Justice Minister Delroy Chuck announced on Wednesday morning that the Government of Jamaica will not be appealing the Constitutional Court’s judgment which struck down the National Identification and Registration Act as unconstitutional.
Mr. Chuck, speaking at a press conference at his office in St. Andrew, said rather than appeal the judgment, the government plans to have a new bill drafted and presented for scrutiny by a joint select committee of Parliament.
The court, in its judgment, handed down on April 12 this year, ruled that large sections of the law, passed in November 2017, were unconstitutional, so much so that the entire statute was null and void.
“Having declared some of the provisions in violation of the charter, we are of the view that what was left could not stand, because it was so bound up with the other provisions, that there was no way it could survive by itself,” Chief Justice Bryan Sykes explained when he delivered the judgment.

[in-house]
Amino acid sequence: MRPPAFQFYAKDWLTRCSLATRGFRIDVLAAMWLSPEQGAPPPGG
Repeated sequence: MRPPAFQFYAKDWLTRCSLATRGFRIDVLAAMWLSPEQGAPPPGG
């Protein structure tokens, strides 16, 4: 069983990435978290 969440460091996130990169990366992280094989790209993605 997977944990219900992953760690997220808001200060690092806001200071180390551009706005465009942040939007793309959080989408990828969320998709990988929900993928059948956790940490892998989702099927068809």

The challenge to the Act was brought by Julian Robinson, General Secretary of the main opposition People’s National Party (PNP), who argued that some provisions of the law infringed some of his Constitutional rights.
The government, in its initial reaction to the judgment in April, had stated that it respected the court's decision and would spend some time reviewing it before deciding what its substantive response would be.
The National Identification and Registration Act was intended to be the main statute to enable the establishment of a National Identification System, commonly known as NIDS.